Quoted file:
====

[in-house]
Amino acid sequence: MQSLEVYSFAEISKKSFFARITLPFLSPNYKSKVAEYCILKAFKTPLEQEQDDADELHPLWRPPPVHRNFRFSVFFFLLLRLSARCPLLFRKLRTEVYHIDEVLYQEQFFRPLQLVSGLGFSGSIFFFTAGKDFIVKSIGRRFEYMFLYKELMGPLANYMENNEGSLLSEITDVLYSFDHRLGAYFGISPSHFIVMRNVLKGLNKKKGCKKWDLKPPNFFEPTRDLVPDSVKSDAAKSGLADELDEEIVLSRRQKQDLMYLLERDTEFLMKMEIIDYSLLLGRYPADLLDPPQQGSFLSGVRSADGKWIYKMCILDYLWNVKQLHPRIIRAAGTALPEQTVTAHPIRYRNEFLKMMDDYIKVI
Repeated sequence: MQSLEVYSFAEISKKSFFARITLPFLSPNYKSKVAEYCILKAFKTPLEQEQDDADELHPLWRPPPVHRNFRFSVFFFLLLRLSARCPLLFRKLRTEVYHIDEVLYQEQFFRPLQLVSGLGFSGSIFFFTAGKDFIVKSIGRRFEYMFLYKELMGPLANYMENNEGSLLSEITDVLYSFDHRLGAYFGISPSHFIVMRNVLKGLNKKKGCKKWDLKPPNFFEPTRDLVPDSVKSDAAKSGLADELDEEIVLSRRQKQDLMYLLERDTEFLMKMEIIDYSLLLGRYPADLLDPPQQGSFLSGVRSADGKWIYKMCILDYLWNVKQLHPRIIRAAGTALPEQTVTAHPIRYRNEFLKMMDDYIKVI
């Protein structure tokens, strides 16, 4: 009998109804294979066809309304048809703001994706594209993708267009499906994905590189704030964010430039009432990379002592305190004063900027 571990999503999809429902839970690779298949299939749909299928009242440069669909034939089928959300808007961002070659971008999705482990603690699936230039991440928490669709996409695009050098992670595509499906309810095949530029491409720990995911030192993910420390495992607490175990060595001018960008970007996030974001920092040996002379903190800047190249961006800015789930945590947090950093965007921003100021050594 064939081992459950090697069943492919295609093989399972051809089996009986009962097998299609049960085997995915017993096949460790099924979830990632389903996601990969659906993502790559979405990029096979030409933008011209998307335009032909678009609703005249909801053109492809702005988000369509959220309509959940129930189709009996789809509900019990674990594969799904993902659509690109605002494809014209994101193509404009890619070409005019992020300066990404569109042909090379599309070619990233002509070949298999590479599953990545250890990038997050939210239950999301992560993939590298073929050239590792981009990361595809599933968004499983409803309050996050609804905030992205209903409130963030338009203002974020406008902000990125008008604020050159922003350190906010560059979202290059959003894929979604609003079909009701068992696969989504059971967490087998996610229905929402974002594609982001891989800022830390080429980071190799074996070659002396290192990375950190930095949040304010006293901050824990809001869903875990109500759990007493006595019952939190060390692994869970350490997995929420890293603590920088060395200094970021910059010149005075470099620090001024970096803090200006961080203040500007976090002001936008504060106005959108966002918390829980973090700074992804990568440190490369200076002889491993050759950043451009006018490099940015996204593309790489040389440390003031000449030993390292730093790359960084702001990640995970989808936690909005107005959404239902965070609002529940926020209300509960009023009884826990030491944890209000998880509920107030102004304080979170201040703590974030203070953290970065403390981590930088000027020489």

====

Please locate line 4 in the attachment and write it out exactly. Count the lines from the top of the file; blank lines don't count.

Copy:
């Protein structure tokens, strides 16, 4: 009998109804294979066809309304048809703001994706594209993708267009499906994905590189704030964010430039009432990379002592305190004063900027 571990999503999809429902839970690779298949299939749909299928009242440069669909034939089928959300808007961002070659971008999705482990603690699936230039991440928490669709996409695009050098992670595509499906309810095949530029491409720990995911030192993910420390495992607490175990060595001018960008970007996030974001920092040996002379903190800047190249961006800015789930945590947090950093965007921003100021050594 064939081992459950090697069943492919295609093989399972051809089996009986009962097998299609049960085997995915017993096949460790099924979830990632389903996601990969659906993502790559979405990029096979030409933008011209998307335009032909678009609703005249909801053109492809702005988000369509959220309509959940129930189709009996789809509900019990674990594969799904993902659509690109605002494809014209994101193509404009890619070409005019992020300066990404569109042909090379599309070619990233002509070949298999590479599953990545250890990038997050939210239950999301992560993939590298073929050239590792981009990361595809599933968004499983409803309050996050609804905030992205209903409130963030338009203002974020406008902000990125008008604020050159922003350190906010560059979202290059959003894929979604609003079909009701068992696969989504059971967490087998996610229905929402974002594609982001891989800022830390080429980071190799074996070659002396290192990375950190930095949040304010006293901050824990809001869903875990109500759990007493006595019952939190060390692994869970350490997995929420890293603590920088060395200094970021910059010149005075470099620090001024970096803090200006961080203040500007976090002001936008504060106005959108966002918390829980973090700074992804990568440190490369200076002889491993050759950043451009006018490099940015996204593309790489040389440390003031000449030993390292730093790359960084702001990640995970989808936690909005107005959404239902965070609002529940926020209300509960009023009884826990030491944890209000998880509920107030102004304080979170201040703590974030203070953290970065403390981590930088000027020489």